IBM has agreed to purchase Trusteer, an Israeli company whose technology aims to prevent fraud on mobile devices and in computer applications and whose client roster includes Bank of America (BAC), ING Direct and HSBC.

The acquisition will eventually aid IBM in focusing on bank tech, malware and financial crimes, the company said. Trusteer's software can accurately identify a security threat on mobile phones and other devices and give banks an edge in preventing fraudulent transactions from occurring, IBM says.

The terms of the deal, which was announced Thursday and is set to close in the next several weeks, were not officially disclosed. However, TechCrunch reported that IBM is paying $1 billion for Trusteer.

"Our banking customers have been facing a very large and expensive problem around fraud," says Marc van Zadelhoff, IBM's vice president of security strategy. "What this comes down to is that [bank] consumers are logging in from mobile devices, from desktops, and because of malware that fraudsters and hackers are installing … they are making fraudulent transactions."

IBM expects the Trusteer acquisition to give it technology that banks can embed in their smartphone, tablet and desktop apps to gain an improved view of related transactions, he said. IBM already offers services that secured transactions on bank's servers and through an internet gateway.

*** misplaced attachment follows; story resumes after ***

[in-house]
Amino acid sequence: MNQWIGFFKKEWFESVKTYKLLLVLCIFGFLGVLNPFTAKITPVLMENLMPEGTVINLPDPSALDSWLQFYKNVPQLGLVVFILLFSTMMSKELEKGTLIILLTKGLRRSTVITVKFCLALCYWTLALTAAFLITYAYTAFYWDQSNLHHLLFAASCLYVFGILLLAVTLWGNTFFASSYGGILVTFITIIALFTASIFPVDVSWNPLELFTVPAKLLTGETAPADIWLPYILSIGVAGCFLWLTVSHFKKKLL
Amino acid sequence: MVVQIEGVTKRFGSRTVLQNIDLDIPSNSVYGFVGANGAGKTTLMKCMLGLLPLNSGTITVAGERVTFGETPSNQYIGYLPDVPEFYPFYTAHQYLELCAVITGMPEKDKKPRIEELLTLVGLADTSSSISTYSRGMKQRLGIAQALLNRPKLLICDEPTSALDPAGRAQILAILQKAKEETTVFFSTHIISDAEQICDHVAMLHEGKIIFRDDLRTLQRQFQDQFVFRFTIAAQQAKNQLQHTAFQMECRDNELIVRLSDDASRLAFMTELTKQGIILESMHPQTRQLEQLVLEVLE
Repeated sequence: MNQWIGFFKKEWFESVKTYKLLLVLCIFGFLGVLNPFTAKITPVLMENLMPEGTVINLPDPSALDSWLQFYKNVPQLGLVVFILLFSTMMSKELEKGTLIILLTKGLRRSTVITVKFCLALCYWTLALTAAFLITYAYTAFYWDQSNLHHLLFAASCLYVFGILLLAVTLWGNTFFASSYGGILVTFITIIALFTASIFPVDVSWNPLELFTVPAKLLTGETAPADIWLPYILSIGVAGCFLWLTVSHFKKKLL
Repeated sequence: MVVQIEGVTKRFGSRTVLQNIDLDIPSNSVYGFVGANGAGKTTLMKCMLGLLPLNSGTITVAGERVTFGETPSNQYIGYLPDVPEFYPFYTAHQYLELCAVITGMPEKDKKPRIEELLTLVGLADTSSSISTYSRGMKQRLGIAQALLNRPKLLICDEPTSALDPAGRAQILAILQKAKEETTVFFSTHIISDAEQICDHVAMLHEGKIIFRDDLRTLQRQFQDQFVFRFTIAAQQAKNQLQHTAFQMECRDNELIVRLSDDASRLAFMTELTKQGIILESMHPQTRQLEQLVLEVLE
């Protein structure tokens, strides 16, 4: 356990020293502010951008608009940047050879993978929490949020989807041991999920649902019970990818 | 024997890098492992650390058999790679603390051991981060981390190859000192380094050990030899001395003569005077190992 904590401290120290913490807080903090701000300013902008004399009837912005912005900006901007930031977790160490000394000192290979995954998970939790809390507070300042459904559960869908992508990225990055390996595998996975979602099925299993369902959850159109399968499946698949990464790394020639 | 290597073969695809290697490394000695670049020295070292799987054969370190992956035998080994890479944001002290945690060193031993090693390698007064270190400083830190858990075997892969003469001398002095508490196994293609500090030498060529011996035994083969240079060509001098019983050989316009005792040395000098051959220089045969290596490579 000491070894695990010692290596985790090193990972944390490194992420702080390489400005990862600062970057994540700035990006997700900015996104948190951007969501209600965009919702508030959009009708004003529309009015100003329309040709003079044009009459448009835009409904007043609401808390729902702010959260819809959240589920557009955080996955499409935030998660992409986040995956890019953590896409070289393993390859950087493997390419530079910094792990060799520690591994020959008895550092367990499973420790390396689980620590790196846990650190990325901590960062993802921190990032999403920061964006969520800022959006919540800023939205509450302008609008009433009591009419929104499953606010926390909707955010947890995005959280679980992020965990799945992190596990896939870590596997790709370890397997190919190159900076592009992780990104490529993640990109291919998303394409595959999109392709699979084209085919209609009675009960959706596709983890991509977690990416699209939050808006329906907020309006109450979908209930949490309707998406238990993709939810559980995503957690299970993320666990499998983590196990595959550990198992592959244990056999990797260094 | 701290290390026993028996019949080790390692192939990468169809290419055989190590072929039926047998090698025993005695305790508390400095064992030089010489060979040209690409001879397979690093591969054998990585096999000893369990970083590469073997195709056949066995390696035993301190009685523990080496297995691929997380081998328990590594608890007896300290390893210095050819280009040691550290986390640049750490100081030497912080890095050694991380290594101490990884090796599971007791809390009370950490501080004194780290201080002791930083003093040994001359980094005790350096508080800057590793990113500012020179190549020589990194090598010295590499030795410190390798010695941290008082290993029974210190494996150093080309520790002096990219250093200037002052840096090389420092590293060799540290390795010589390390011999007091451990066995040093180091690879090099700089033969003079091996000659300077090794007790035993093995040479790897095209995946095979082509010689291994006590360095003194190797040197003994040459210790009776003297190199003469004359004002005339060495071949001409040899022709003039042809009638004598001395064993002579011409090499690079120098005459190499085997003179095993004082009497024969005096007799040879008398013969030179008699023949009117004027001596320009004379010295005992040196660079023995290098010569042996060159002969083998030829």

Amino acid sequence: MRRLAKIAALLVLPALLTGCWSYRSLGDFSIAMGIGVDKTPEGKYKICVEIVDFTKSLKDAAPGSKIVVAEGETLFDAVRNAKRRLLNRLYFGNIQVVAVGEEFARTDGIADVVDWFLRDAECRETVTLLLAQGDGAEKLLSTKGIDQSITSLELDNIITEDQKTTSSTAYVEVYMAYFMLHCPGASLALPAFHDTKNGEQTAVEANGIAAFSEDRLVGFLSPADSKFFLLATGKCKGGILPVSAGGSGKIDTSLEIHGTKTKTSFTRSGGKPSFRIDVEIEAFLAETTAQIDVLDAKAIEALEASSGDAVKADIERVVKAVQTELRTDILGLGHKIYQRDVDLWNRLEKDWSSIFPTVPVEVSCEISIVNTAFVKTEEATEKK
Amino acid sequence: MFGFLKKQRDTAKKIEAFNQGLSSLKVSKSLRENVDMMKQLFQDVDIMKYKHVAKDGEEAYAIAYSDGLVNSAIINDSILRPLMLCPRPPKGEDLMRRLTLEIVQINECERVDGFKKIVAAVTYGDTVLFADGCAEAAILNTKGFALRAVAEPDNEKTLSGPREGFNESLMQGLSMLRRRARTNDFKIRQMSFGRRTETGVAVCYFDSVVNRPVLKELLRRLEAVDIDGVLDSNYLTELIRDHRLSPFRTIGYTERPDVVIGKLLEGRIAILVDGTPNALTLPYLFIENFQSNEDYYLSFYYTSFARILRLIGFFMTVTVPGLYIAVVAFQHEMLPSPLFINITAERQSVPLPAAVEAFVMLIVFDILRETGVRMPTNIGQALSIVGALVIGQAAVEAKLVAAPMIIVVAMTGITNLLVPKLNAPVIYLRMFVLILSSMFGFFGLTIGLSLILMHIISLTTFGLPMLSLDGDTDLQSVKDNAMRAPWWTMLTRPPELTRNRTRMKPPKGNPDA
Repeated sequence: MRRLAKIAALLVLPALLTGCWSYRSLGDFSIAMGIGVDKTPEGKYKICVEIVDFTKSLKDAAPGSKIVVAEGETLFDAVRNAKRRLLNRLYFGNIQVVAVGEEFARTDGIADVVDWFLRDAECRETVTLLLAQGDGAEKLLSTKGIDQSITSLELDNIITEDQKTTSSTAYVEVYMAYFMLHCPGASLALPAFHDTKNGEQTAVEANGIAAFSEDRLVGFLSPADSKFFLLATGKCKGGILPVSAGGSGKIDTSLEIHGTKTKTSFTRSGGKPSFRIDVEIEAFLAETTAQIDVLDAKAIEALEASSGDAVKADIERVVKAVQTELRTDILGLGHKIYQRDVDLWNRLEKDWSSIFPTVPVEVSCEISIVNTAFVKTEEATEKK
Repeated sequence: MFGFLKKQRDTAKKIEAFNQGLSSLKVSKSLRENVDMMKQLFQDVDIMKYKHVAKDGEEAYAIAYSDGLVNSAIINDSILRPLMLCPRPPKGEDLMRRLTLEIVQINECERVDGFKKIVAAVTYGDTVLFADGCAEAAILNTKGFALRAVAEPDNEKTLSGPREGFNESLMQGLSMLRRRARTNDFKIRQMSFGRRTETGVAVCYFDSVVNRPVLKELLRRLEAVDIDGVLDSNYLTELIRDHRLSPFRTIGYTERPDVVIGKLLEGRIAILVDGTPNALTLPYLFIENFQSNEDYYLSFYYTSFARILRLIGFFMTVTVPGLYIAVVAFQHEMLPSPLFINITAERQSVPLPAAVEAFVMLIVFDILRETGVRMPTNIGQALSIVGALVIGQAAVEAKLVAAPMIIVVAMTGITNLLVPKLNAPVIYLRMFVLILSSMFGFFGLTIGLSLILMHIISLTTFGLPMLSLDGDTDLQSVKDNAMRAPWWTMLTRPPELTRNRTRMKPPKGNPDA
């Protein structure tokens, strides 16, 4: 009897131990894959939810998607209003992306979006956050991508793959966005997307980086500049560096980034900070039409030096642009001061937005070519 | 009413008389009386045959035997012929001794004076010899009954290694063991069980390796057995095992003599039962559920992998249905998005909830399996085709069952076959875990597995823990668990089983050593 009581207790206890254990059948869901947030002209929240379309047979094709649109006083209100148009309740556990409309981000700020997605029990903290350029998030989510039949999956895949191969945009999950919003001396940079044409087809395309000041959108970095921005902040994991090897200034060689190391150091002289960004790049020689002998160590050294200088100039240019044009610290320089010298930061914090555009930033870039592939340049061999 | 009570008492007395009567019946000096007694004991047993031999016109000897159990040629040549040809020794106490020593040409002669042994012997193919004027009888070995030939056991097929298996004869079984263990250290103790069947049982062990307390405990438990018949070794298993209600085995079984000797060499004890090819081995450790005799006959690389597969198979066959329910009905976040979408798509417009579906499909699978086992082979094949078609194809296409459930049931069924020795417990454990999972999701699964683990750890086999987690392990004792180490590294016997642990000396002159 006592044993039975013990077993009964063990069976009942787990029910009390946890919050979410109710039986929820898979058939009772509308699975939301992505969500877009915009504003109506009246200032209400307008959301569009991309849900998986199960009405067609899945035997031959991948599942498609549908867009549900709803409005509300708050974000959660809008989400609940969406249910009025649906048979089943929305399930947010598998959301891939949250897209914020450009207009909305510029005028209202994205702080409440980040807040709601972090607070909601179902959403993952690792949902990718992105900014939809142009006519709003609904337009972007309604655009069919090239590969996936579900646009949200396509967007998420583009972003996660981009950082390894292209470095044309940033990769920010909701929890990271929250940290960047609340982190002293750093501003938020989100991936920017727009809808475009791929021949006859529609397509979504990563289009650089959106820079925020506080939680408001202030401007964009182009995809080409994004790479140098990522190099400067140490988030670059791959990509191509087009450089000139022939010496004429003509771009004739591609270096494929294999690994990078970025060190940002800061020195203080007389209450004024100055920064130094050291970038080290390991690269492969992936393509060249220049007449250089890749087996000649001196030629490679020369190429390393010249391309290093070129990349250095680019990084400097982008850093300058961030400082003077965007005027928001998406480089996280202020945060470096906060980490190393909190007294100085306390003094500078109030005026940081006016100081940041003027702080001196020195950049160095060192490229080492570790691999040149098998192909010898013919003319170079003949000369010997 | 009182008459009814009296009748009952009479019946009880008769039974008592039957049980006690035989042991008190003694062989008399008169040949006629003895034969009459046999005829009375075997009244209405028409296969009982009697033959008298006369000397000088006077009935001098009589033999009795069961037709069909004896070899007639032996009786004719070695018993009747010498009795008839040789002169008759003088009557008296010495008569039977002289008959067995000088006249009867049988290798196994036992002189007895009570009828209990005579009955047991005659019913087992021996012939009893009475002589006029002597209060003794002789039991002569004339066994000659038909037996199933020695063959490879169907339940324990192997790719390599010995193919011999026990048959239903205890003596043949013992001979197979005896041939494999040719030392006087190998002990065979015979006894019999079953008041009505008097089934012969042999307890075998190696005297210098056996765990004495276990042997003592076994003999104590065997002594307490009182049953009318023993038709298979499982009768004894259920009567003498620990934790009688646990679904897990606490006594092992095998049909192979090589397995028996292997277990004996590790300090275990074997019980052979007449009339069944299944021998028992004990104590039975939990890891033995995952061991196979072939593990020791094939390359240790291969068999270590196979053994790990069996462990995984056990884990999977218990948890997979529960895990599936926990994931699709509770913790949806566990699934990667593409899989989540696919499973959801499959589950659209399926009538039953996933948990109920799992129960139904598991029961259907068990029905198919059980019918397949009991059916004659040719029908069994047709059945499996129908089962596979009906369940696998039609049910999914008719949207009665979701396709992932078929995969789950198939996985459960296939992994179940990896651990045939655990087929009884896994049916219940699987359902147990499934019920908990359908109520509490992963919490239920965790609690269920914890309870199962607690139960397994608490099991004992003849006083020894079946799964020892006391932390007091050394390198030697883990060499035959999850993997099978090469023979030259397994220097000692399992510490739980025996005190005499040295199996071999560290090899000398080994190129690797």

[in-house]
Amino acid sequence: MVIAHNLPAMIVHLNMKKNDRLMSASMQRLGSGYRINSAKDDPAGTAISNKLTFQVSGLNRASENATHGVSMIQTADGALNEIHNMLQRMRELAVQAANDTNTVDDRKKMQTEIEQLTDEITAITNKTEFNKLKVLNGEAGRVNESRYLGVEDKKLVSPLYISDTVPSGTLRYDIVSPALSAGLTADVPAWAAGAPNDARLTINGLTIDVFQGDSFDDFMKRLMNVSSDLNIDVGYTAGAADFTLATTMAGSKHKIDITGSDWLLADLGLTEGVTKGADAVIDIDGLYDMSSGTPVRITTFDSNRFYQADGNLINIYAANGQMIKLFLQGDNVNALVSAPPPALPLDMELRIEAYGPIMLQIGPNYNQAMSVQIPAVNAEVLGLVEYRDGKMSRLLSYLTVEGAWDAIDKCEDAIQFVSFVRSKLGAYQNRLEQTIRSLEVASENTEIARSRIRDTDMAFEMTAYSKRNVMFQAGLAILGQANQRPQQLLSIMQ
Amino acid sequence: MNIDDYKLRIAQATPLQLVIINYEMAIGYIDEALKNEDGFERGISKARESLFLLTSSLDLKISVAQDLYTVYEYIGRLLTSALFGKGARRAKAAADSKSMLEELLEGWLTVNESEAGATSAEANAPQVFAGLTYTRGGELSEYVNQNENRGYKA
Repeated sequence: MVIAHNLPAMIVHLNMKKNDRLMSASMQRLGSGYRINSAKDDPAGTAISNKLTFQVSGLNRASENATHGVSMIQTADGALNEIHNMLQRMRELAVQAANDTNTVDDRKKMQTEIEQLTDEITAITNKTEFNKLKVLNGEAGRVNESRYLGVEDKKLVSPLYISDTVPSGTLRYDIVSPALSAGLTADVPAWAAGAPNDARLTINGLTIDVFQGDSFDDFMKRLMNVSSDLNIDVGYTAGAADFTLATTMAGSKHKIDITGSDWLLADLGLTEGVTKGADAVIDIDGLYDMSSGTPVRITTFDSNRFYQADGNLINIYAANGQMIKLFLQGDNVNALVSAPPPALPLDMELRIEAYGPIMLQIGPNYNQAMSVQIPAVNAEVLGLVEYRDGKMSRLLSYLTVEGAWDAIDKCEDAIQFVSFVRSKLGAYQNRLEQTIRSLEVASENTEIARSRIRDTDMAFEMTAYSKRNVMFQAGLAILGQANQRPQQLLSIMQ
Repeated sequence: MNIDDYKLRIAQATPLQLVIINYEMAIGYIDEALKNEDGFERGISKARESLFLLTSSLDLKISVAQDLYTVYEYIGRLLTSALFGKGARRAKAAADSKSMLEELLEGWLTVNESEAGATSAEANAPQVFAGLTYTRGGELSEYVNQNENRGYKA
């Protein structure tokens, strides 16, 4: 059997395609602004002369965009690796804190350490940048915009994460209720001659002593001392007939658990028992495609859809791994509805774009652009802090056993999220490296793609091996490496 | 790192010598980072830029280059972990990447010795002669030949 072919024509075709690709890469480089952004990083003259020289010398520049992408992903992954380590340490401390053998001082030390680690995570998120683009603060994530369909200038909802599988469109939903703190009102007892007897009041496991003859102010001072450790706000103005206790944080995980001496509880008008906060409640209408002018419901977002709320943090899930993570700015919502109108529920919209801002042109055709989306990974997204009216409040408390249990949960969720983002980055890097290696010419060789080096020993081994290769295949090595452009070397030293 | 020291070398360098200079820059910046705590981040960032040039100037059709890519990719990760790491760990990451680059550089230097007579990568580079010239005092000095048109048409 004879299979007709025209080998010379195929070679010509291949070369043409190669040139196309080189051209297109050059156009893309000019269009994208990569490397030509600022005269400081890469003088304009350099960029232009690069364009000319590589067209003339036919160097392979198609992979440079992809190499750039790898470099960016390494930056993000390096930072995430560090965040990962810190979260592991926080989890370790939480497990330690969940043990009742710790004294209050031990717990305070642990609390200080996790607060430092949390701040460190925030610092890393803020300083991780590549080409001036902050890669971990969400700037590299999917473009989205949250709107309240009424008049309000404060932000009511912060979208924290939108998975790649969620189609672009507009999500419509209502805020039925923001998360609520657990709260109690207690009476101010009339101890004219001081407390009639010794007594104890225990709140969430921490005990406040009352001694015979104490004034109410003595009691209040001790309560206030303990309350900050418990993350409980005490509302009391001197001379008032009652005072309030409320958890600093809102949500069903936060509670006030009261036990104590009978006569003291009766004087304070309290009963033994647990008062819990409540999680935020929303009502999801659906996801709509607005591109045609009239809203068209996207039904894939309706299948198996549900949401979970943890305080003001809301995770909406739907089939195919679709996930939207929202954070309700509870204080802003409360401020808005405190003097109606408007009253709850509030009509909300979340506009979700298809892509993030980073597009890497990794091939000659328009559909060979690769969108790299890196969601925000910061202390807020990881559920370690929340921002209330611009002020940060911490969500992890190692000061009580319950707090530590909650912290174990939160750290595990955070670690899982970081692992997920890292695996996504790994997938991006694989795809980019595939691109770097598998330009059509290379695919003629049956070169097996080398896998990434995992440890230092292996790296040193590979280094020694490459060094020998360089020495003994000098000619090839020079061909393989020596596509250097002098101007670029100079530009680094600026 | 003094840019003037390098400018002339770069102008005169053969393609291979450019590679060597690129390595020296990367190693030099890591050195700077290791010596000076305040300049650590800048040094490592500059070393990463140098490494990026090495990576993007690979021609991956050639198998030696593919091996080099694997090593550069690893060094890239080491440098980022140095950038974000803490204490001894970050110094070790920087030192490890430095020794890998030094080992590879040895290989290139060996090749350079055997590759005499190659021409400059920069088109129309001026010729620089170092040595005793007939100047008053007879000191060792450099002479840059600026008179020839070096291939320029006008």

Trusteer was initially founded in 2006 and backed by U.S. Venture Partners and the angel investor Shlomo Kramer. It had previously raised $10 million, according to Globes, an Israeli newspaper.

Last year, it reported that Trusteer was on track to generate as much as $80 million in revenue.

The security company, which has offices in Tel Aviv and Boston, has roughly 350 financial institution customers, the majority in North America, says Eric Blatte, Trusteer's vice president of financial services sales.

IBM has hundreds of bank customers.

The deal wouldl further consolidate an already highly concentrated security market, Avivah Litan, an analyst at Gartner Research, wrote in a blog post.

"This marks the second major acquisition by a major global U.S. based company of an innovative web fraud detection vendor in the past 12 months," Litan wrote. The other was RSA's acquisition of SilverTail Systems. That deal has since closed.

"This points out the innovation bed that the web fraud detection market has fostered, as these companies developed progressive products that beat the botnets and fraudsters attacking the financial services industry," Litan wrote. "This was a clear-cut use case that the companies went after, but their products could work equally well (with some tuning) in many other security and fraud markets."

Such deals have traditionally been unsettling for banks. As clients, they sign on with some vendors in part to gain access to specific research and development projects.

At least initially, however, an IBM-Trusteer marriage might be viewed as a positive by banks.

"The vast majority of our customers already have an existing relationship with IBM, and I think they are very comfortable with" them, says Trusteer's Blatte. "Since the announcement this morning, I've gotten a number of favorable emails from customers and prospects about how this makes them feel better about their relationship with us."